Aenea, Anchises, and Ascanius was commissioned by Cardinal Scipione Borghese in 1618 and was completed in 1619 by a then 20-year-old Bernini. It depicts three generations, Aenea, his father, and a young son. It is believed that Bernini’s father (a famous sculptor in his own right), assisted his son in completing the project. Several critics argue that it’s not Bernini’s best work, especially since the expressions aren’t prominent when viewed from different angles except from the frontal view.

13. The Ecstacy of St. Theresa

Baroque masterpiece by Gian Lorenzo Bernini, in Rome
The Ecstacy of St. Theresa statue in Rome –Livioandronico2013, CC BY-SA 4.0, via Wikimedia Commons

Artist: GianLorenzo Bernini
Year: 1647-1652
Medium: White marble
Location: Santa Maria della Vittoria

Also known as Saint Teresa in Ecstasy, the Ecstasy of Saint Teresa is a white marble sculptural group done by an artistically mature Bernini. It is a highly regarded piece that depicts a Spanish nun, Teresa of Avila, in ecstasy while a spear-holding angel stands above her. The emotions relayed in this group are a testament to Bernini’s brilliance and standing as the top artist of his generation.

Read more: Hidden Gems in Rome – 24 Less-Known Attractions Worth Seeing

14. Equestrian Statue of Marcus Aurelius

Equestrian Statue of Marcus Aurelius, in rome
Equestrian Statue of Marcus Aurelius in Rome –Burkhard Mücke, CC BY-SA 4.0, via Wikimedia Commons

Artist: Unknown
Year: 175 AD
Medium: Bronze
Location: Capitoline Museums

Although the original location and artist behind the Equestrian Statue of Marcus Aurelius remain unknown, there’s no denying that the bronze sculpture is a pre-Christian masterpiece and one of the most sought-after statues in Rome. It depicts an emperor on a horse, extending his right hand as if addressing his troops. The lack of armor or weapons supports the argument that Aurelius was more of a peace-bringer than a military hero.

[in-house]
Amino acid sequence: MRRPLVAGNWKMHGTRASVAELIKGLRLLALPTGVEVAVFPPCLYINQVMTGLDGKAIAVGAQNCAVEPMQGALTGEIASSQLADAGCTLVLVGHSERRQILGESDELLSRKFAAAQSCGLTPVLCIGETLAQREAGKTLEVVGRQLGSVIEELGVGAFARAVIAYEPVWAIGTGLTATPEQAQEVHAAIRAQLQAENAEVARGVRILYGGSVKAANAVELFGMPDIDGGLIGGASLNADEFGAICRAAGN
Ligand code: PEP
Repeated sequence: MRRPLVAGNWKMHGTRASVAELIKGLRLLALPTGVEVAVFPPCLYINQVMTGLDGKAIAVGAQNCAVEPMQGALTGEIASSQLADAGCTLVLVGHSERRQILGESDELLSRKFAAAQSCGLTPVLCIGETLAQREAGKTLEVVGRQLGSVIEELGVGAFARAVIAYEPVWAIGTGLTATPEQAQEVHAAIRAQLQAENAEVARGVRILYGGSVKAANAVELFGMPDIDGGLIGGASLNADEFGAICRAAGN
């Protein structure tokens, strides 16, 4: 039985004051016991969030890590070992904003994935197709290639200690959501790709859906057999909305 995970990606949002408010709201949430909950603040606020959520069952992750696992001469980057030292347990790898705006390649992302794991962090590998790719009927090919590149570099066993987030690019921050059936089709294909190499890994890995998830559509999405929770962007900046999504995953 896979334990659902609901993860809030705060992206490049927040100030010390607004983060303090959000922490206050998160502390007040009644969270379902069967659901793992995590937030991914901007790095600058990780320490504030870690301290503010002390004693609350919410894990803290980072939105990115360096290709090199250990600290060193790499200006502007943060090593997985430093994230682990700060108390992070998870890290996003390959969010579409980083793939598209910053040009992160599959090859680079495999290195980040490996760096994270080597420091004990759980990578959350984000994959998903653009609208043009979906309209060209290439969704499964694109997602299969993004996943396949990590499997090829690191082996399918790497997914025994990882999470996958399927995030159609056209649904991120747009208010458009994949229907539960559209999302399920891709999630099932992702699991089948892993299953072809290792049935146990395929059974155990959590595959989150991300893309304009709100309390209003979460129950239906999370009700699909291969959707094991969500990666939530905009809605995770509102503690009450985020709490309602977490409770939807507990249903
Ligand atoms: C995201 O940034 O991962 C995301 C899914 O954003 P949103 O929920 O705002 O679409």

15. Statue of St.Peter

Statue of St. Peter, a religious sculpture portraying the apostle, in Rome
The Statue of St.Peter in Rome –Raffaele pagani, CC BY-SA 4.0, da Wikimedia Commons

Artist: Arnolfo di Cambio
Year: c.1300
Medium: Bronze
Location: St.Peter’s Basilica

The Statue of St.Peter is a favorite for pilgrims who touch and kiss the foot as a plea to the saint to pray for them to enter heaven when their time comes. It portrays the saint preaching or giving a blessing while holding the keys to heaven. The statue comes to life on the feast of St. Peter where it’s clothed, decorated, and even ringed. It’s definitely a must-view sculpture when touring  Rome.

Talking Statues of Rome

The talking statues of Rome provide an outlet for anonymous expression. Here are some of the most popular talking statues in the Eternal City.

16. II Babuino

II Babuino, a famous sculpture in Rome depicting the figure of a 'baboon'
Il  Babuino, Rome –Livioandronico2013, CC BY-SA 4.0, via Wikimedia Commons

II Babuino depicts a reclining Silenius who is half man and half goat. The wall behind the statue has been used by locals to make anonymous political and social comments. You can find the fountain at the front of the Canova Tadolini Museum. 

17. Marforio

Marforio, an ancient Roman statue depicting a reclining figure
Morforio, Rome –© José Luiz Bernardes Ribeiro

Marforio, also called Marphurius, is one of Rome’s talking statues. It’s a large 1st-century marble sculpture depicting Oceanus in a reclining position on a granite basin. The popular talking statue is housed in the Palazzo Nuovo’s courtyard.

18. II Facchino

II Facchino, a renowned sculpture in Rome representing a porter or servant
Il Facchino, Rome –Lalupa, Public domain, via Wikimedia Commons

Created in 1580 by Jacopo del Conte, the II Facchino depicts a man with a cap carrying a small barrel. Water sprouts from the barrel, creating an incongruent fountain. The II Facchino was moved to its current home, the Palazzo De Carolis Simonetti, in the 19th century.